metamorphic spiral 1, black paint
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Visually constant perpetual geometric variation.
Okay, let’s explain what I did here: the two “squares with ears” made of two regular series of parallel lines are used to precisely measure the amount of paper that a line of paint will cover. One is for the thin lines (inside,) the other for bold ones.
I started with a grid of thin lines partly filled with “squares,” the amount of paper covered (lets call it density) was for 1/2 covered by lines and 1/2 covered by squares. Progressively, the grid gets denser (the distance between the lines decreases) and at the same time the density of squares filling empty holes of the grid decreases. The sum of densities: [grid + squares] remains constant so that the lightness of the rectangular shapes remains constant as well, until the moment where the grid itself is sufficiently dense to be darkening the surface enough.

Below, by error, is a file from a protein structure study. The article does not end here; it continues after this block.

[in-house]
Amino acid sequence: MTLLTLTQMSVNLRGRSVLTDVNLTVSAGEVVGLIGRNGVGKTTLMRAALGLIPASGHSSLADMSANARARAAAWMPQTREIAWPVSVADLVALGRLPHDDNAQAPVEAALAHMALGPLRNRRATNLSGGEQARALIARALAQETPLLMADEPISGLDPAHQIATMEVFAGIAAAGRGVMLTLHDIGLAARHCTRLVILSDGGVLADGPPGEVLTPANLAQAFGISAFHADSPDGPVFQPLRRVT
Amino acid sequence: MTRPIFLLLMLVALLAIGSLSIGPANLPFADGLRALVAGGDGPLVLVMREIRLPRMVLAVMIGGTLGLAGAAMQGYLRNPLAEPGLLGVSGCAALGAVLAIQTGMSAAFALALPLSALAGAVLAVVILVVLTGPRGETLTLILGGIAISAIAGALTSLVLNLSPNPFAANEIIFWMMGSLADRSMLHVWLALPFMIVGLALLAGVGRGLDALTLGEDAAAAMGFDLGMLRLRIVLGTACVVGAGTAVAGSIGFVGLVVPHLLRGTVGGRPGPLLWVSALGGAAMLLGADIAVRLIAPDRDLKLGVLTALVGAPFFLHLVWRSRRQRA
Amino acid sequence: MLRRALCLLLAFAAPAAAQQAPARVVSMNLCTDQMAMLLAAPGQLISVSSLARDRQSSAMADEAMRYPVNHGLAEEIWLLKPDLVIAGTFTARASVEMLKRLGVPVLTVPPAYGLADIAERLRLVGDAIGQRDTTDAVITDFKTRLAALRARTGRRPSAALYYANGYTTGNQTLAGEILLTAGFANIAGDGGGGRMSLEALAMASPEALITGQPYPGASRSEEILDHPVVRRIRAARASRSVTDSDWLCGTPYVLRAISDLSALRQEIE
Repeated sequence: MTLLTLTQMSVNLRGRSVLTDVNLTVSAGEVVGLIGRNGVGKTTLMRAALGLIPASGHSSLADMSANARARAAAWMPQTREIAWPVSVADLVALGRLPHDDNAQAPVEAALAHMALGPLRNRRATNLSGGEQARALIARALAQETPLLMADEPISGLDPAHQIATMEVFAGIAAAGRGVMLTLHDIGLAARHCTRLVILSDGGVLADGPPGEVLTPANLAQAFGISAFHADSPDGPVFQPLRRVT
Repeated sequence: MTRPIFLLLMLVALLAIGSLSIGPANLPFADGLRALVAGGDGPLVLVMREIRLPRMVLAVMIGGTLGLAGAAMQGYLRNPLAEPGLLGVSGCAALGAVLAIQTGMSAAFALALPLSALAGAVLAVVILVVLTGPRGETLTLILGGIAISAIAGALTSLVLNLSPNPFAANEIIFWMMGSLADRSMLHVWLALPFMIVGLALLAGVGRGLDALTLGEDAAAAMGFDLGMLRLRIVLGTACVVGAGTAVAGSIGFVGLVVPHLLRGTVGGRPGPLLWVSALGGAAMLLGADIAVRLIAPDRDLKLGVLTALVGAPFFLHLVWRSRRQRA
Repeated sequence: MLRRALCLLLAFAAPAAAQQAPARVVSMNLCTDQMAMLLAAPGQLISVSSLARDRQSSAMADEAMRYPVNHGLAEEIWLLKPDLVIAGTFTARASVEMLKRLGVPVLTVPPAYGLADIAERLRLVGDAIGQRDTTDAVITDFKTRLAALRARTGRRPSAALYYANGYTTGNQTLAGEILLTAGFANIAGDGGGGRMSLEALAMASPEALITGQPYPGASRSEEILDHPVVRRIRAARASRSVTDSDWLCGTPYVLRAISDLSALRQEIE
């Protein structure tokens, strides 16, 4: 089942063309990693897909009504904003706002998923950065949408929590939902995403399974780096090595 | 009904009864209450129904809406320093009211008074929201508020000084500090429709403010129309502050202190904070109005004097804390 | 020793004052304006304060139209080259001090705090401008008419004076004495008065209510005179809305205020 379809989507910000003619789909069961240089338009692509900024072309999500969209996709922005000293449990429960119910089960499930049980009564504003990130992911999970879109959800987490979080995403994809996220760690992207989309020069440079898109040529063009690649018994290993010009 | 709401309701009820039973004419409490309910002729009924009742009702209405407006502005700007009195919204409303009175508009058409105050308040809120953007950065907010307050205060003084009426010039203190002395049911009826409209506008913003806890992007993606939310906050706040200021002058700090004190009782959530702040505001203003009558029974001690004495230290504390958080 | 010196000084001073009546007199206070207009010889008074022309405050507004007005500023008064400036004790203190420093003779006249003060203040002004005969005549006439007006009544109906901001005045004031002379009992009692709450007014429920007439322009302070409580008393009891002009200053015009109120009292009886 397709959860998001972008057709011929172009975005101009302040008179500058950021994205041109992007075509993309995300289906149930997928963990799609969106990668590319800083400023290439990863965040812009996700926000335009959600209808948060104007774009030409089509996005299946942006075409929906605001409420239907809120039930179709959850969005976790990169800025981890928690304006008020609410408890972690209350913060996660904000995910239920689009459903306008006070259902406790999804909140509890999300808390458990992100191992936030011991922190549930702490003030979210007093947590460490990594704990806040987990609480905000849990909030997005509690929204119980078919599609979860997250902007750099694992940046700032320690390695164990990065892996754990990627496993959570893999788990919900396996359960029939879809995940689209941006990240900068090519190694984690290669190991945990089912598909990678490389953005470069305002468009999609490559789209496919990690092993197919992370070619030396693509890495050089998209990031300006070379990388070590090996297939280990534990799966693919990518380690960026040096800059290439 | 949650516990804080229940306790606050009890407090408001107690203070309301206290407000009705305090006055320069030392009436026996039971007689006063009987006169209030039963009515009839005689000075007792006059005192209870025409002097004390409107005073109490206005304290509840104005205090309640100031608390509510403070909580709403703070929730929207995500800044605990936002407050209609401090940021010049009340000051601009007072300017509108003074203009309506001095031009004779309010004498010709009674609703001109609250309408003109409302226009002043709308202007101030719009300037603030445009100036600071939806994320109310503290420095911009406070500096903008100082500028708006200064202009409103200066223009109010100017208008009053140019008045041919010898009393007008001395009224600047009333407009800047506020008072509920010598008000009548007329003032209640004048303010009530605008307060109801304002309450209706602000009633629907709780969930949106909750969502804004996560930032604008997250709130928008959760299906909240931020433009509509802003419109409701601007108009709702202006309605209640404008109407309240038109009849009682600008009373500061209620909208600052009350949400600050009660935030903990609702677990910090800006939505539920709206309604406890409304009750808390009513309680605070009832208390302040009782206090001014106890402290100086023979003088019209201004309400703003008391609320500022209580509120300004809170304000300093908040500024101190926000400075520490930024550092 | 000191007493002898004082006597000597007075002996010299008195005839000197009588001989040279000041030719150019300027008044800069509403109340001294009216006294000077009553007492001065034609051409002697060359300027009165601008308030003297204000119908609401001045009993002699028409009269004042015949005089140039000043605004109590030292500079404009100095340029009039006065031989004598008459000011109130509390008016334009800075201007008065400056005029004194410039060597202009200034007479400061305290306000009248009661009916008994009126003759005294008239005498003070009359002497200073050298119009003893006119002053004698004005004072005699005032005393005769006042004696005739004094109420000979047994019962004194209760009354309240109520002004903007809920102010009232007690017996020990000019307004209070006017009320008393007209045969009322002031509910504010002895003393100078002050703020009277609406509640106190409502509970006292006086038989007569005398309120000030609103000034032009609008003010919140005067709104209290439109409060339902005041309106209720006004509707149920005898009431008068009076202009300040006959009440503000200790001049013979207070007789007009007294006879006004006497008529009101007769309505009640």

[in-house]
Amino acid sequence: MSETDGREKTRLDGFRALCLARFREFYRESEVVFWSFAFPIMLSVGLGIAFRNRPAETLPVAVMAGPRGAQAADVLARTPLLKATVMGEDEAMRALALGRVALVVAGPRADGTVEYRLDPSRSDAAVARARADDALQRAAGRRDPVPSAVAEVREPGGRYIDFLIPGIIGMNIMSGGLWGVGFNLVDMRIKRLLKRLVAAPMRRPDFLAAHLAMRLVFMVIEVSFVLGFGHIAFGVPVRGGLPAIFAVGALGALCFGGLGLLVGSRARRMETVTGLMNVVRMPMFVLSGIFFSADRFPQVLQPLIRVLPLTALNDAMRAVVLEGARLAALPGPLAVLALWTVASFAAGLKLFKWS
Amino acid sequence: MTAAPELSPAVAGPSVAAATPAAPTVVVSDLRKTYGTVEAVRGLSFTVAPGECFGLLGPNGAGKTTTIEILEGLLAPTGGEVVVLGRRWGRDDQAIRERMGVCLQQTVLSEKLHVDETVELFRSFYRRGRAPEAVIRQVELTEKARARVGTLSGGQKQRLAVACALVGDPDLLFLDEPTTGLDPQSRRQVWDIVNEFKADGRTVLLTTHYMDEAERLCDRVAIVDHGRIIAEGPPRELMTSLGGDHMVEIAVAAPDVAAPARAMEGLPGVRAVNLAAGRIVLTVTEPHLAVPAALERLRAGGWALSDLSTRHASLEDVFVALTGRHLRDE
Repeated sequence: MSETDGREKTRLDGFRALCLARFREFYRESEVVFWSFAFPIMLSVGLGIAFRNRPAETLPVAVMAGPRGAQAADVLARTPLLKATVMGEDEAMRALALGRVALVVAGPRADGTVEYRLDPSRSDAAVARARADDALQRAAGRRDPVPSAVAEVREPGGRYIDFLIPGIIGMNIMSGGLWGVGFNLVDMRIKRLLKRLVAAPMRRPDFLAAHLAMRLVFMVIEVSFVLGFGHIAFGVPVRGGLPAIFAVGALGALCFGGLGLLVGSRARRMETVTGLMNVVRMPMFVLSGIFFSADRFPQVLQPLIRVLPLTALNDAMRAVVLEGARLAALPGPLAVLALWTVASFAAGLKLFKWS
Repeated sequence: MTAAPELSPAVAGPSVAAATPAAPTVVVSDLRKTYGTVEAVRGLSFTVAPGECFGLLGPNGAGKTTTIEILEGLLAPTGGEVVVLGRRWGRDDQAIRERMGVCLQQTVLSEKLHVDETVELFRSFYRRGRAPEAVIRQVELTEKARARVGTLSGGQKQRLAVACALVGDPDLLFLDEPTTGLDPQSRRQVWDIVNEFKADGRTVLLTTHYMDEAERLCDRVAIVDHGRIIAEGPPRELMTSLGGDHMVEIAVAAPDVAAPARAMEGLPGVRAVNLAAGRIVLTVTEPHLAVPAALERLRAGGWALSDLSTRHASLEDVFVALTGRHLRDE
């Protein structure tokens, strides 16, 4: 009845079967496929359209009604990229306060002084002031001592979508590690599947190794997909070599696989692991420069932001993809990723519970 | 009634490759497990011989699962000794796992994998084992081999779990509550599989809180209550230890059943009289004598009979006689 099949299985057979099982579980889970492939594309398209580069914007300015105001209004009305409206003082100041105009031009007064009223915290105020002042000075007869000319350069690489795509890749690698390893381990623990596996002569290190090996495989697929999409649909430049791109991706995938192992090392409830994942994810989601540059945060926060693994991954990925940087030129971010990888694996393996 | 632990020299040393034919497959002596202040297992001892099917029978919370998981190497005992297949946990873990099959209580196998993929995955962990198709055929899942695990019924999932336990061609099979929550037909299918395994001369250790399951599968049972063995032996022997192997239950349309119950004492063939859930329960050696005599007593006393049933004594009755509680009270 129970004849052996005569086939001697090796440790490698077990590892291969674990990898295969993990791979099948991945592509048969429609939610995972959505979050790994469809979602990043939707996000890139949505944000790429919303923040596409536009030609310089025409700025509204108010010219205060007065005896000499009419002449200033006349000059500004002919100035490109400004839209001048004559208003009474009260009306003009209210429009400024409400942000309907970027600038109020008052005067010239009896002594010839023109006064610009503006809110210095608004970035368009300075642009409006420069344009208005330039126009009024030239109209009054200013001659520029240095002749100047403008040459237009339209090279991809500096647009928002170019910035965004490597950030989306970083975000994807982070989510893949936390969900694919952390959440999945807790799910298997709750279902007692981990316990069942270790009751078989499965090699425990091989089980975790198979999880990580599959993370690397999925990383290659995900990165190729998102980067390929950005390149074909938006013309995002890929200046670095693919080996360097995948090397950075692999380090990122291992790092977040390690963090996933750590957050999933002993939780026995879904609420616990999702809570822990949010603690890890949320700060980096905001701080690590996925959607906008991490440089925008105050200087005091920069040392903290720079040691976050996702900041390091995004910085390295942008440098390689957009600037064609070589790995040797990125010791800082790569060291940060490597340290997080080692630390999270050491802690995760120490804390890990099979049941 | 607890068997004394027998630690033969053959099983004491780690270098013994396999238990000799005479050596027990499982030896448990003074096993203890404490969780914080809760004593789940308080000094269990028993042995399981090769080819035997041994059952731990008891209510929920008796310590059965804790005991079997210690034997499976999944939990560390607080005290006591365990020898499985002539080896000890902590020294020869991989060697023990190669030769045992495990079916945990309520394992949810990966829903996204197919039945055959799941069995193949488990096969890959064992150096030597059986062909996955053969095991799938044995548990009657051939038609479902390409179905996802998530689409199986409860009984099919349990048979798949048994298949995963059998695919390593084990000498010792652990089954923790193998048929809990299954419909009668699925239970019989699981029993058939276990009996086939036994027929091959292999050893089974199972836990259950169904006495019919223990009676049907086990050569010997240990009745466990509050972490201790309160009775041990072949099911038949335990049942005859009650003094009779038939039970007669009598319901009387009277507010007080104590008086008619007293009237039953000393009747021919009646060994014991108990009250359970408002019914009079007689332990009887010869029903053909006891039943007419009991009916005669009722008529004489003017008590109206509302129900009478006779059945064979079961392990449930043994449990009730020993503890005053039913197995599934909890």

To finish (the top part here,) the light grid decreases as the bold one appears and increases. At the end, the distribution on the bold lines is disturbed by “noise.” This noise is relative to the distance between lines and is maximal at the end (on the right.) The maximal noise is equal to 1/2 of the initial distance between lines required to obtain the density that was required to darken the rectangle at the same level as the rest of the figure.
Sorry its a bit technical, but that’s exactly what I did here. And yes, of course, it’s hand-made!